The Salem Witch Trials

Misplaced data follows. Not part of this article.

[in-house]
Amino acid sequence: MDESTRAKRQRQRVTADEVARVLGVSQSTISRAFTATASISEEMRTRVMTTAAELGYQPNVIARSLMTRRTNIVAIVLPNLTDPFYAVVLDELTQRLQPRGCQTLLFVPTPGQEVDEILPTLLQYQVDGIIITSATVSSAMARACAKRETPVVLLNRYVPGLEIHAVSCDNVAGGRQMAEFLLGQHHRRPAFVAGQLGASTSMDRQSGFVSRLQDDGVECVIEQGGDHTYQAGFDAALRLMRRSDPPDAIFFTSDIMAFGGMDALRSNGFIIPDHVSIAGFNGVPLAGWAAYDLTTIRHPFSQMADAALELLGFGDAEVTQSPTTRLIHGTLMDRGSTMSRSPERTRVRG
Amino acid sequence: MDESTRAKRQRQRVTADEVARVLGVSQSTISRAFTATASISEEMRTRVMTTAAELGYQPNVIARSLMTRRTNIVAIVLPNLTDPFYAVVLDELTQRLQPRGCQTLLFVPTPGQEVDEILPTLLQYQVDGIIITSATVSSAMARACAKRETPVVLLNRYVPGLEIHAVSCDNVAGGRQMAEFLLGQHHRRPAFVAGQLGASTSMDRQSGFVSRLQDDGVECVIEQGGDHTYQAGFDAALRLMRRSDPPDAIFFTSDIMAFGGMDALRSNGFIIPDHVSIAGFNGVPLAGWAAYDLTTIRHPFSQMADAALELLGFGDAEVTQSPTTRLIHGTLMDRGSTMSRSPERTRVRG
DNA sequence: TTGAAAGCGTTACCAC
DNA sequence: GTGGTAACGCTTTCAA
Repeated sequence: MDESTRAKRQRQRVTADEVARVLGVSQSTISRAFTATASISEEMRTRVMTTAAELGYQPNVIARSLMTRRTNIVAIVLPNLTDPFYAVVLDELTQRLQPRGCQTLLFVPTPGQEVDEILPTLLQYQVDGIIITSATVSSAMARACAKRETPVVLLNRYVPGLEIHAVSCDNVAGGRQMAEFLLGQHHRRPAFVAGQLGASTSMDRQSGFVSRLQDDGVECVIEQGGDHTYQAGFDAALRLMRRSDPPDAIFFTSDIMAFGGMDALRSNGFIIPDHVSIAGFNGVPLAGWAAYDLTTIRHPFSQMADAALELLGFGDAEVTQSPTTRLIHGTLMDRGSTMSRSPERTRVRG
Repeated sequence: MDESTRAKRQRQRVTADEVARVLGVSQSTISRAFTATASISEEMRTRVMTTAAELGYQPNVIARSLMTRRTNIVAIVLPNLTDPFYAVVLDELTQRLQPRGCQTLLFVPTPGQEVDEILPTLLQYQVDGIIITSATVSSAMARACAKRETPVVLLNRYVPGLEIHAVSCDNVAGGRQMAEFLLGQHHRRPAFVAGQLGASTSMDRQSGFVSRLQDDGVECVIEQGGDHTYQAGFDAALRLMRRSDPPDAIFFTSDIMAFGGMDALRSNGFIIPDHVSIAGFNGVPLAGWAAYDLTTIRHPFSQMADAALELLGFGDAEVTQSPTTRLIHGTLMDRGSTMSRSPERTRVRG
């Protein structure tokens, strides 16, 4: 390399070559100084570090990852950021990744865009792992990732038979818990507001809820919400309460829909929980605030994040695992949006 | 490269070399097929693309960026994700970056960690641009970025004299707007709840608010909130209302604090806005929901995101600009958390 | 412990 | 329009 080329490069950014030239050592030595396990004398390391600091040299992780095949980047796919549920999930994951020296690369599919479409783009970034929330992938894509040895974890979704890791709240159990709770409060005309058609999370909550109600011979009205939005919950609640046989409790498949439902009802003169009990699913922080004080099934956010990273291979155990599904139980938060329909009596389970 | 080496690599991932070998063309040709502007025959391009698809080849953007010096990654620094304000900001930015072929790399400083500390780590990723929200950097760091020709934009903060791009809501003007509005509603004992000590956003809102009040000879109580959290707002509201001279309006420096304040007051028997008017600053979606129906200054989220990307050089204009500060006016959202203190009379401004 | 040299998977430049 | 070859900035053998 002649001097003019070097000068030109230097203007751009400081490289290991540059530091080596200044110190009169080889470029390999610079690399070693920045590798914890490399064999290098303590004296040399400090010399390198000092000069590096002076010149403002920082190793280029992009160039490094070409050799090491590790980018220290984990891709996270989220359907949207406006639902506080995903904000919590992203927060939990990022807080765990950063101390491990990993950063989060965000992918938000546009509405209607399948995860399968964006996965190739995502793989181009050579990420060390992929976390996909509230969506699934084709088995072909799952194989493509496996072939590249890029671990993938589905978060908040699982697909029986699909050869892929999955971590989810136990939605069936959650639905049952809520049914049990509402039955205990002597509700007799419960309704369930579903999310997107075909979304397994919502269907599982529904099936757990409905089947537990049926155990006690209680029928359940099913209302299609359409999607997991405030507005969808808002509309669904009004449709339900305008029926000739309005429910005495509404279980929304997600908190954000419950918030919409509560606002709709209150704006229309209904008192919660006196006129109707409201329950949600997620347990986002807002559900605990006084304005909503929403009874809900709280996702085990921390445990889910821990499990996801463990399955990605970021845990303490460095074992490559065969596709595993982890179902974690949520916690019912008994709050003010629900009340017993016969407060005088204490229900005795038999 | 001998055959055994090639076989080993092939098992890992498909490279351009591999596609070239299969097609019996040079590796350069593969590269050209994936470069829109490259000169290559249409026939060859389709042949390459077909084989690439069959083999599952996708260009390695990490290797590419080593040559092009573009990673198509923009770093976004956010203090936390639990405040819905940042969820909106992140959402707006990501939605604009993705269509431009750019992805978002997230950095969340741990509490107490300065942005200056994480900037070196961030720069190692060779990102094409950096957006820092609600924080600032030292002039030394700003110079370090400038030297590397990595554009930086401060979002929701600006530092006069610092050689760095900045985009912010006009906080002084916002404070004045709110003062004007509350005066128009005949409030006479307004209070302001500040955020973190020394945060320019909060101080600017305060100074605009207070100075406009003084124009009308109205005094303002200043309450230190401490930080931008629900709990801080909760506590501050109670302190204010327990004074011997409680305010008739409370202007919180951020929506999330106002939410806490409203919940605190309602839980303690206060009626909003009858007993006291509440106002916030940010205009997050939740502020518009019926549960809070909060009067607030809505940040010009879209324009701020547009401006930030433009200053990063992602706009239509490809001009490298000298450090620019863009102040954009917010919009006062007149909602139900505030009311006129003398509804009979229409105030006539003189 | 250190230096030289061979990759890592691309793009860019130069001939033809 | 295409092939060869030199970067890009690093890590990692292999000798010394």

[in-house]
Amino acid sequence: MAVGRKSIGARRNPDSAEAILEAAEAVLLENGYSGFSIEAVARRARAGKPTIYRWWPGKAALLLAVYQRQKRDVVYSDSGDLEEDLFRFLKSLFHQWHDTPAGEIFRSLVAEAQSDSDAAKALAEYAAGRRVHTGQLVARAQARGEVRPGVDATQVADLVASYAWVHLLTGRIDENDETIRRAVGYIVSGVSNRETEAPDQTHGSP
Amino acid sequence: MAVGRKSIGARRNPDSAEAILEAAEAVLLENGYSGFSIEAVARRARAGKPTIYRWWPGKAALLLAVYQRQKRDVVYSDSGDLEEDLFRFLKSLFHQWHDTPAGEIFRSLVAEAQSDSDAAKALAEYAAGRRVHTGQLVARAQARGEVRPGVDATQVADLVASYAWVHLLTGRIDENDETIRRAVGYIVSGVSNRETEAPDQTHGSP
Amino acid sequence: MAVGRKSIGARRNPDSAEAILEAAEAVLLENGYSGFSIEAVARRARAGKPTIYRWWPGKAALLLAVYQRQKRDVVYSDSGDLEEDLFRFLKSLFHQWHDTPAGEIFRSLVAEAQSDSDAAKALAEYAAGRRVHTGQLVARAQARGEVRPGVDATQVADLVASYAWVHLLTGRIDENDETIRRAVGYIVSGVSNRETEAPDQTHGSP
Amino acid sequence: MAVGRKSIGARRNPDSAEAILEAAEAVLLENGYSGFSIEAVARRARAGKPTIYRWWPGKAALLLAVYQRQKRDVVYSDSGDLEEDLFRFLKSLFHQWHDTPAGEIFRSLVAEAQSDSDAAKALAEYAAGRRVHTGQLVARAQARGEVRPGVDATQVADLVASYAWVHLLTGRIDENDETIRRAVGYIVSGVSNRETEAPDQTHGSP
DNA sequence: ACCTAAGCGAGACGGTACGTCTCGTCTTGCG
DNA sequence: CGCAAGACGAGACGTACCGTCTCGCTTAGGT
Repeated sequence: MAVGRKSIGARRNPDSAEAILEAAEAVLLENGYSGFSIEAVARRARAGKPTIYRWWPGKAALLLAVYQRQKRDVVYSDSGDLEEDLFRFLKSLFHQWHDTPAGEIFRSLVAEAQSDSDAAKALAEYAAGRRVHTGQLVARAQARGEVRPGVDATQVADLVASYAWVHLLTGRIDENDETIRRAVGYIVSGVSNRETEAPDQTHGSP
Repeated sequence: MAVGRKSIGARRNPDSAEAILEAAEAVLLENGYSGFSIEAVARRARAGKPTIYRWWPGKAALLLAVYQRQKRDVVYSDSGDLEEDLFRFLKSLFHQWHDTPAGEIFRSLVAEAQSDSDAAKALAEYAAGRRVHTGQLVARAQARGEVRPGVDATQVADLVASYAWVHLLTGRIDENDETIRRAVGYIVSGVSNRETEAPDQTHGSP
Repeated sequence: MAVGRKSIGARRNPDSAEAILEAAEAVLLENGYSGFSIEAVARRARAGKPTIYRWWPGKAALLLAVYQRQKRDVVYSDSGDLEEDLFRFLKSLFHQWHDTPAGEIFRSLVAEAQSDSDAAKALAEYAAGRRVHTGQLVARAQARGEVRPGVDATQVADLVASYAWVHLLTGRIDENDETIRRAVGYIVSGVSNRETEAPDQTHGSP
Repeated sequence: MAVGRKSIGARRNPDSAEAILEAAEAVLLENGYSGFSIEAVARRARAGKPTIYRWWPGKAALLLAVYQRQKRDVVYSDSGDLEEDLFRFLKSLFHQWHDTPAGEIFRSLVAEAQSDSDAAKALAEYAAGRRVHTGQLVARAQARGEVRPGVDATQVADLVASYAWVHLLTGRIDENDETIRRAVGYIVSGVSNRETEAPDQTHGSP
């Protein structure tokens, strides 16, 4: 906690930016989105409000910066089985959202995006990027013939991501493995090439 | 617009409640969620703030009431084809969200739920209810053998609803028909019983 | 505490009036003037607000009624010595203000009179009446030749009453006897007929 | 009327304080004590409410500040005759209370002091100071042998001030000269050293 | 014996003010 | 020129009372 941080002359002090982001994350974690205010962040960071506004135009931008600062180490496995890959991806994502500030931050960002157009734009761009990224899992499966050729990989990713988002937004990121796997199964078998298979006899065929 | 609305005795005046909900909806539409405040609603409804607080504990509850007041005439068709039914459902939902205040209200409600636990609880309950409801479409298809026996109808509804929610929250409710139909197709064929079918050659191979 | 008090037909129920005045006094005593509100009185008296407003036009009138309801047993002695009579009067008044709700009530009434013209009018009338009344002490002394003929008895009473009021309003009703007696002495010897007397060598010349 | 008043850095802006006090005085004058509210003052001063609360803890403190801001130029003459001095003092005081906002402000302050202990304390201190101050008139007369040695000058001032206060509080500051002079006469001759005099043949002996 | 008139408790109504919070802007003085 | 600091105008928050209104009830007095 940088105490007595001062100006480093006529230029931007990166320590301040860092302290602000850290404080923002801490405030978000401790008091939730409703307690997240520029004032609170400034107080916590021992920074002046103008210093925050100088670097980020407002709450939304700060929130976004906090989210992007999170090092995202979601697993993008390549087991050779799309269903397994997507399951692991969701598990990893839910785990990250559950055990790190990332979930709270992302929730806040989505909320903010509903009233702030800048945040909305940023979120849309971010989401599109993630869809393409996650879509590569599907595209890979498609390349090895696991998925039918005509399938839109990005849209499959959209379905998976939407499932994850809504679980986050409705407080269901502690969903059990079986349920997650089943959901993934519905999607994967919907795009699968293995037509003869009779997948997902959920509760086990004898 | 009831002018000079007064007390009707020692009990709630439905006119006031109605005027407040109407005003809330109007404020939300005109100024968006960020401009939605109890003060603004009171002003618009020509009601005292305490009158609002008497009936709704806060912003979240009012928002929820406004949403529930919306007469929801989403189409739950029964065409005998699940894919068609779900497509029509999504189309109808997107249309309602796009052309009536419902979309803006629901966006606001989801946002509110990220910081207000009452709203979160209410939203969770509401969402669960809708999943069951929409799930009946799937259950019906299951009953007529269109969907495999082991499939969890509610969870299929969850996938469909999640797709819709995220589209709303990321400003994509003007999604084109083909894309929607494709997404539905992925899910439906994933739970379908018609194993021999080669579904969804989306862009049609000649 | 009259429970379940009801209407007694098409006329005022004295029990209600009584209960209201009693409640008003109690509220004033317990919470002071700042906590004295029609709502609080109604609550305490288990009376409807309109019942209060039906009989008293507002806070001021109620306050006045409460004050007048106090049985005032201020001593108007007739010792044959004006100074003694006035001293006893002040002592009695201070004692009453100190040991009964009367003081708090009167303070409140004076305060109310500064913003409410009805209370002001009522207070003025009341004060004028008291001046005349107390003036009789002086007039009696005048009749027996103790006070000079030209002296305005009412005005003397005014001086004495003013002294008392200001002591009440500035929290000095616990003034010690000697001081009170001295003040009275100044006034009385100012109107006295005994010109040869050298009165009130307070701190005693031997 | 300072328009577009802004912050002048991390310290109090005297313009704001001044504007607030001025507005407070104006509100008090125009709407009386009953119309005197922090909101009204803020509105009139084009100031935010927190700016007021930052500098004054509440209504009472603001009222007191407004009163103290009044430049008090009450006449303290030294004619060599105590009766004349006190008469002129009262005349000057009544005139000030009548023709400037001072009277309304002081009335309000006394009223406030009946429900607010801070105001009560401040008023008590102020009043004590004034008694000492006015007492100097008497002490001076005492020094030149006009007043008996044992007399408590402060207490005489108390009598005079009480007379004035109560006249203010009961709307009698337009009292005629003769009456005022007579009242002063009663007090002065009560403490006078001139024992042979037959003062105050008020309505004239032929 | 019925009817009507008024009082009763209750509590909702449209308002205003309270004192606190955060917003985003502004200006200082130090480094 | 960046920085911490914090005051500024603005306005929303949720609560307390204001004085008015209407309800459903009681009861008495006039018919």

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Church had an enormous influence on the Puritan religion. The colonist from New England had mainly come over for religious reasons because they did not agree with the Protestant Church of England. The colonist came to America in search of a new home and place to live where they could have a community based on their common religious beliefs. In their community, they had a closed society built around their church and activities. The Puritan life basically revolves around the church which influenced how they lived their everyday lives. They had to go to church twice a week, attend long sermons, and avoid dancing which was deemed as a sinful act. There were events that led up to the Salem Witch Trials of 1692. Europeans strongly believed in devils practice which gave certain humans the ability to harm others in return for loyalty. The Puritan life in the village of Salem was harsh because they were dealing with the after-effects of the British war which occurred in France, a smallpox outbreak took place, and they feared attacks from a neighboring Native American Tribe. All these events led up to people having suspicions about their neighbors and the fears of anyone who was an outsider. On January 1692 the events of the Salem Witch Trials began in Salem, Massachusetts when Elizabeth (Betty) Parris age nine and Abigail Williams age eleven began to act bizarre by making odd noises, behaving in eccentric ways, and were complaining of headaches. “When a local doctor named William Griggs came to see what was wrong with the girls he diagnosed that they were bewitched. “Puritans believed that to become bewitched a WITCH must draw an individual under a spell” (ushistory.org). Dr. Griggs blamed the “Evil Hand” as the main cause for the diagno... ... middle of paper ... ....legendsofamerica.com/ma-salemcourt3.html. 2. Lewis, Jone J. "Salem Witch Trials Timeline." About.com Women's History. 2013. 13 Nov. 2013. http://womenshistory.about.com/od/witchesamerica/ss/Salem-Witch-Trials-Timeline_2.htm. 3. Lewis, Jone J. "Victims of the Salem Witch Trials." About.com Women's History. 13 Nov. 2013. http://womenshistory.about.com/od/salempeople/tp/Victims-Of-The-Salem-Witch-Trials.htm. 4. “Salem Witch Trials.” 2013. The History Channel website. 12 Nov. 2013. http://www.history.com/topics/salem-witch-trials 5. "Salem Witch Trials Facts – Witchcraft Accusations from 1692-1693." Totally History Salem Witch Trials. 14 Nov. 2013. http://totallyhistory.com/salem-witch-trials/. 6. "Salem Witch Trials - Learning Adventures." Salem Witch Trials - Learning Adventures. 13 Nov. 2013. http://school.discoveryeducation.com/schooladventures/salemwitchtrials

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